The best sources of protein

“Protein can not only be found in animal foods, but also in plants,” said board-certified naturopathic physician Dr. Kellyann Petrucci. “In fact, some studies have indicated that getting protein from non-meat sources may actually be better for your health. Think low-fat dairy, fish, beans and soy. These foods are delicious and can even help lower blood pressure and cholesterol levels.”

Pay attention to the fat content, which can go hand in hand with protein foods. “Not all proteins are created equal,” said Petrucci. “Bacon, sausage or processed meats can be high in protein, but they are also high in saturated fat, which can be harmful to your heart.”

Finally, food is always better than a supplement or powder, London said. “Protein powders are everywhere these days, and because they are considered dietary supplements, they are not overseen by the FDA,” she said. “When it comes to meeting your nutritional needs, dietary supplements should only be used to fill in the gaps of what your diet may be lacking, not to replace trying to meet nutrient needs through dietary sources. ”

Protein rich foods

Protein content in foods (one-ounce servings unless noted), according to Johns Hopkins Medicine:

  • Beef jerky or turkey: 10 to 15 grams of protein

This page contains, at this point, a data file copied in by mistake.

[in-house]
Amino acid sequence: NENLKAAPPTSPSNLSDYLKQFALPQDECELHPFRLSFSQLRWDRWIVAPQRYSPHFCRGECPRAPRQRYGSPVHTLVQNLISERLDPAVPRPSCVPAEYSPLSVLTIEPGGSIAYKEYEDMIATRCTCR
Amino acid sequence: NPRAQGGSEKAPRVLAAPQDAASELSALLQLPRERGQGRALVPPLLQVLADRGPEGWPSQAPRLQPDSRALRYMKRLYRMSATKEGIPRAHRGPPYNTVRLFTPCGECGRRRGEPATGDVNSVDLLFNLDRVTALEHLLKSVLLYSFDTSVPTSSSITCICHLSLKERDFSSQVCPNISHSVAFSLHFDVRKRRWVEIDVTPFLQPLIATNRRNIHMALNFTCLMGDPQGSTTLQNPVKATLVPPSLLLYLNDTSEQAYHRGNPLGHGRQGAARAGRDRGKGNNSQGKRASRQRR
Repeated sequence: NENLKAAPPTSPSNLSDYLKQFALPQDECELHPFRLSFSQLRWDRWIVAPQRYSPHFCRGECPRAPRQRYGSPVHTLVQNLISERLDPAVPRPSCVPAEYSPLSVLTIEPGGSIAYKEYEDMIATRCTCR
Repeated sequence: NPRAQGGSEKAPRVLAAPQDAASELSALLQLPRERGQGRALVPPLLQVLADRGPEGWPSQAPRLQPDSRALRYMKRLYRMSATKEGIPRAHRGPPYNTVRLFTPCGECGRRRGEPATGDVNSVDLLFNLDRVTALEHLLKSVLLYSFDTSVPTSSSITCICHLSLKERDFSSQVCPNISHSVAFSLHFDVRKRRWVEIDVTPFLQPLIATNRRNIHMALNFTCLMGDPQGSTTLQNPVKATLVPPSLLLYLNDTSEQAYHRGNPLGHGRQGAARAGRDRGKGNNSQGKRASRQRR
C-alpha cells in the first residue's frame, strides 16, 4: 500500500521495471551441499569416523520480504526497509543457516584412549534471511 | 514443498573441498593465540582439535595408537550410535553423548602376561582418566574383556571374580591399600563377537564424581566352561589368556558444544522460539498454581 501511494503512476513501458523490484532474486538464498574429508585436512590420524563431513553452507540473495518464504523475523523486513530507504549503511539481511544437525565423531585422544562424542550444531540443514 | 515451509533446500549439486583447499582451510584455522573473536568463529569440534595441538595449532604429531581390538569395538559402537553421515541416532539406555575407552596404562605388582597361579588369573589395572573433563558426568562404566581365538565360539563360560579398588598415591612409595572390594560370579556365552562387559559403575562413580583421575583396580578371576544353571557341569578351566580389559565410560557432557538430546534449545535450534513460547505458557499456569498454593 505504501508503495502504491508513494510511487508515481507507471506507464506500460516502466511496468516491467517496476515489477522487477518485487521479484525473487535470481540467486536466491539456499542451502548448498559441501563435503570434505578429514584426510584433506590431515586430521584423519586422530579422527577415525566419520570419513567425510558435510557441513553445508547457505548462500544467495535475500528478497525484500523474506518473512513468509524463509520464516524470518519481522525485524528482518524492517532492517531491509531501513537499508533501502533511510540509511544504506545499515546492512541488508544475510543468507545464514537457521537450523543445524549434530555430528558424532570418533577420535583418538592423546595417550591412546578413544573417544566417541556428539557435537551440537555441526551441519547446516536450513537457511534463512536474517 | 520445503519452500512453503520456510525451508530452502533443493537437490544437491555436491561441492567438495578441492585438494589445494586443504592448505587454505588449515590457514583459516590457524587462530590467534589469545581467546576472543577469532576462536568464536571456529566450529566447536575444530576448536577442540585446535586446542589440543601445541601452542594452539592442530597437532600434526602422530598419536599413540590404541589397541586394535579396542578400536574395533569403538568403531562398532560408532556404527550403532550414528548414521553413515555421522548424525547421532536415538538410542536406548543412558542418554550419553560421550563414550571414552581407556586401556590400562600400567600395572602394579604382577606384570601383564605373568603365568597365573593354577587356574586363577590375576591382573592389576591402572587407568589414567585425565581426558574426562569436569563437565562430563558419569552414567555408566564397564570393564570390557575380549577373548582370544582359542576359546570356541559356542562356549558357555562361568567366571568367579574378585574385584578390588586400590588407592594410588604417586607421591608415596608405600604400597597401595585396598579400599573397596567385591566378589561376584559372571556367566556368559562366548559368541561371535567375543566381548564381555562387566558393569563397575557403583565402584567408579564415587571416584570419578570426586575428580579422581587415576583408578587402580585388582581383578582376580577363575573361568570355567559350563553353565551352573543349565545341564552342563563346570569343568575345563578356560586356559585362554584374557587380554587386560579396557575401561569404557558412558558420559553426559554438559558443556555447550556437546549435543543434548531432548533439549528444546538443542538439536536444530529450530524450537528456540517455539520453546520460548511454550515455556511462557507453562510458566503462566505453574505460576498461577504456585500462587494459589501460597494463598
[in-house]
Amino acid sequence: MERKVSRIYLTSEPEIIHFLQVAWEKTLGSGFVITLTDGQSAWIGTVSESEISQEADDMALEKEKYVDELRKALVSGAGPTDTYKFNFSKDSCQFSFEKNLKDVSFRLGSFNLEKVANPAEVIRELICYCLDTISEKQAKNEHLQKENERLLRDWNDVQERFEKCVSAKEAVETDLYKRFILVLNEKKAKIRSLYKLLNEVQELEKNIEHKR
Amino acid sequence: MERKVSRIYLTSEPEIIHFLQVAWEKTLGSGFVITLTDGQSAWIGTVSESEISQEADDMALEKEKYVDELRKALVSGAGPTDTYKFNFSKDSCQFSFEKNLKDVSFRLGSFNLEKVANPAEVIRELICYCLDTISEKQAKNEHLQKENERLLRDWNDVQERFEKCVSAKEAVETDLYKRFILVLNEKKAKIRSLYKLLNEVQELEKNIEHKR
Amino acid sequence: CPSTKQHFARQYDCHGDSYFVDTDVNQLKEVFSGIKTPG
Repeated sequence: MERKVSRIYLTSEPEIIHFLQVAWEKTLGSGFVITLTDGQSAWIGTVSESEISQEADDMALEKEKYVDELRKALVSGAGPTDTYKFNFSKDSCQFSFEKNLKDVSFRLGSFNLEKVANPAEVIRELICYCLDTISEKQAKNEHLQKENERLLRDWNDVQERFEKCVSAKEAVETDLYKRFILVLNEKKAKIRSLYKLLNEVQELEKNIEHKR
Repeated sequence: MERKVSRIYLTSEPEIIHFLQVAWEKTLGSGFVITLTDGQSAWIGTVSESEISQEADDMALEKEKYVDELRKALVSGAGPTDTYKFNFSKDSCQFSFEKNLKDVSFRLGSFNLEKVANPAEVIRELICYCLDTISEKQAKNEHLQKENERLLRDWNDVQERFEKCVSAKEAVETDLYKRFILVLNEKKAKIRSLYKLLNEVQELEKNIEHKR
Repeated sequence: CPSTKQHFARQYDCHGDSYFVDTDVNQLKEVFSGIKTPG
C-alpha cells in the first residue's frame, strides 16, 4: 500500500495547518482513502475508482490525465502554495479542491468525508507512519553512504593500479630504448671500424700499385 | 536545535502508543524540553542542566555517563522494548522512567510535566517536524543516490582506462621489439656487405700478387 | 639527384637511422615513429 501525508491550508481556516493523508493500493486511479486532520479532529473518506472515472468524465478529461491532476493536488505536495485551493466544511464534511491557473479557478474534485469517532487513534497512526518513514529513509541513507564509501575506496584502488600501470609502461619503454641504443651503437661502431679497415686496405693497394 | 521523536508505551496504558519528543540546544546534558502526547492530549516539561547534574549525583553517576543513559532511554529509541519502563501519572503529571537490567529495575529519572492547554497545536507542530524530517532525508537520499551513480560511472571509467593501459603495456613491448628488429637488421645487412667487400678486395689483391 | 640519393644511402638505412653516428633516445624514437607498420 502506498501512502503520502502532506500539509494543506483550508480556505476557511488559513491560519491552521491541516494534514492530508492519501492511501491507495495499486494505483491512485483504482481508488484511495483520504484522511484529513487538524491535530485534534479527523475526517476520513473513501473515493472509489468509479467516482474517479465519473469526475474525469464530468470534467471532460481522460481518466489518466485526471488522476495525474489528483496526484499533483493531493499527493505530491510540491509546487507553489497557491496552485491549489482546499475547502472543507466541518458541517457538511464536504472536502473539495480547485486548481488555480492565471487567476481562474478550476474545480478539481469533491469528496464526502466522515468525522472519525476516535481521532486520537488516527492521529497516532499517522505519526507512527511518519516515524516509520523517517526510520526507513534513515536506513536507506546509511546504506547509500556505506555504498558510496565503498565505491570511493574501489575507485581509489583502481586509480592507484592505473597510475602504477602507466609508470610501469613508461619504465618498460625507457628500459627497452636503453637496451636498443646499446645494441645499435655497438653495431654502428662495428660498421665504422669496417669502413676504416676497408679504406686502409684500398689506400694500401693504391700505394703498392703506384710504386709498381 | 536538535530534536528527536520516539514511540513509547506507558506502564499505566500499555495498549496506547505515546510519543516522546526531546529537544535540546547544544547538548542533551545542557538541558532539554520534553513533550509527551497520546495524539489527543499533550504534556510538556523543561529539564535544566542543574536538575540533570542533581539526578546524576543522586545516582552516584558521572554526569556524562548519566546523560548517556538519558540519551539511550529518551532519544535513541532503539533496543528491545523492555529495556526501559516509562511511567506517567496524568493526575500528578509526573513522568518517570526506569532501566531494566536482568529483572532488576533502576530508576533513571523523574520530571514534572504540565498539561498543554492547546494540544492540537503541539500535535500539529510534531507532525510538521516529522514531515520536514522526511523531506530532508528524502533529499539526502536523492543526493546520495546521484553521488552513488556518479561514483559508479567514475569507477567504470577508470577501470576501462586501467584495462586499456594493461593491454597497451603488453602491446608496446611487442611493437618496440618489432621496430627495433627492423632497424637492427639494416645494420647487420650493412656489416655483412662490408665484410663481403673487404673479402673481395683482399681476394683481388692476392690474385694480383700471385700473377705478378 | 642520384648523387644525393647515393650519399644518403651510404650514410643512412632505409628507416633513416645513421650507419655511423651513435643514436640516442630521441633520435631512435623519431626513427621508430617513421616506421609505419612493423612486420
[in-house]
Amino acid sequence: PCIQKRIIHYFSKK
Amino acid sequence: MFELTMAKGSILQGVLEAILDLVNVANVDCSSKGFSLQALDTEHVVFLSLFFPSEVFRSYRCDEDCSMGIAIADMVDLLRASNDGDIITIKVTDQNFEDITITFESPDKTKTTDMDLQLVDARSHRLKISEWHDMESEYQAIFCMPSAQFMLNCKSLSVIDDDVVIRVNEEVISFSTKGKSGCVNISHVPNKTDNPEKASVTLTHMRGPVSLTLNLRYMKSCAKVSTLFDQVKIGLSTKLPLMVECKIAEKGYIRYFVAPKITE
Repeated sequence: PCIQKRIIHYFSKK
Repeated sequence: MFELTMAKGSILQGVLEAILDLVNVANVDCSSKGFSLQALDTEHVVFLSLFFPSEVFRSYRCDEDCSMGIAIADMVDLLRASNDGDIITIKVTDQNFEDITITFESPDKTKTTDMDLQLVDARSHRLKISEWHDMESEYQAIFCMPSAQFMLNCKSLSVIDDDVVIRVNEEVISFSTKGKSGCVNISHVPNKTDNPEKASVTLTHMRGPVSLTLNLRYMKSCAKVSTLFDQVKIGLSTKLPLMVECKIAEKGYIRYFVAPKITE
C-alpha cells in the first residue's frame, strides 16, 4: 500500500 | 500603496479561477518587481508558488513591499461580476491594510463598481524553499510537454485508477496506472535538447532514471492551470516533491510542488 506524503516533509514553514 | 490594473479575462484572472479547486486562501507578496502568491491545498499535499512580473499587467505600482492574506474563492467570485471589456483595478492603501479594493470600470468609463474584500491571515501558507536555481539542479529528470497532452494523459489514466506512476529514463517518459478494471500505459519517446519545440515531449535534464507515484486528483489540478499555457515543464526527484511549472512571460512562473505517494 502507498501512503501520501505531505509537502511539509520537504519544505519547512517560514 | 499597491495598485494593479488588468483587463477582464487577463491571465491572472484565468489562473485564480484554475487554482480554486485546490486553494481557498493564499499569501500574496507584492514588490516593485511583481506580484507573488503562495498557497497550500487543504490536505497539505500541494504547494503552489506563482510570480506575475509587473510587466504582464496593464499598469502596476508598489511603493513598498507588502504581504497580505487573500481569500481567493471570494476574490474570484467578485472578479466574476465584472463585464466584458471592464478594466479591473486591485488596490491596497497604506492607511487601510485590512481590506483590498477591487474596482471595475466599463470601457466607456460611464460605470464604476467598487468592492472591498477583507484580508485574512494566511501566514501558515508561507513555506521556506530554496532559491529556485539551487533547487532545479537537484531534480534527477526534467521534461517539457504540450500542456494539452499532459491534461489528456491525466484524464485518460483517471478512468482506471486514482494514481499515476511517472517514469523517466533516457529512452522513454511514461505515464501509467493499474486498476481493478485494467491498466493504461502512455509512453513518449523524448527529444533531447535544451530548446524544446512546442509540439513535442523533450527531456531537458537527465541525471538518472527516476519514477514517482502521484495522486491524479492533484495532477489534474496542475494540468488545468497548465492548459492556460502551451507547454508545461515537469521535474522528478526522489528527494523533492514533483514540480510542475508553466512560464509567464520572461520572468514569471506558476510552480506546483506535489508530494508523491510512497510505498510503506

• 5 ounces of Greek yogurt: 12 to 18 grams of protein
  • Roasted Edamame: 13 grams of protein
  • 3/4 to 1 1/3 cup high-protein cereal: 7 to 15 grams of protein
  • Meat or fish: 7 grams of protein
  • 1/3 cup hummus: 7 grams of protein
  • 2 tablespoons of peanut butter: 7 grams of protein
  • 1 egg: 6 grams of protein

Spreading out your protein intake

How much protein you eat is important, but so is When you ate. “I encourage people to aim for 15 to 25 grams of protein each time they eat,” said Burrell. “If you only eat that amount of protein at lunch and dinner, but not at other times of the day, you could be left feeling unsatisfied or hungry.”

You need to get enough calories overall to give this protein what it needs to be most effective, she added. “I work with college students, and many are on high protein diets but not getting enough calories overall,” Burrell said. “For protein to be used to build new protein, you first need enough calories. Otherwise, your body will just use that extra protein for energy. And if your carb intake is low, your body will break down functional proteins and use some of those amino acids to make glucose to maintain blood glucose.”

Popular myths about proteins

There’s a lot of misinformation out there about protein, experts say. Here’s an example: “We still hear that protein causes kidney damage,” Ormsbee said. “The data just doesn’t support it.”

By itself, protein also can’t bulk up, they agreed. “A misconception about protein is that eating it means you’ll get big muscles,” petrucci said. “In fact, muscle growth is a complicated process that takes into account protein consumption, exercise and hormones. Athletes may have higher protein needs compared to their peers, but eating this way doesn’t mean they’ll have bigger muscles.”

In fact, smart protein choices are an important part of a nutritious diet. “It’s an absolutely essential component of meals and snacks, especially for people looking to adopt small but impactful strategies or habits that can result in weight loss or weight control over time,” said London.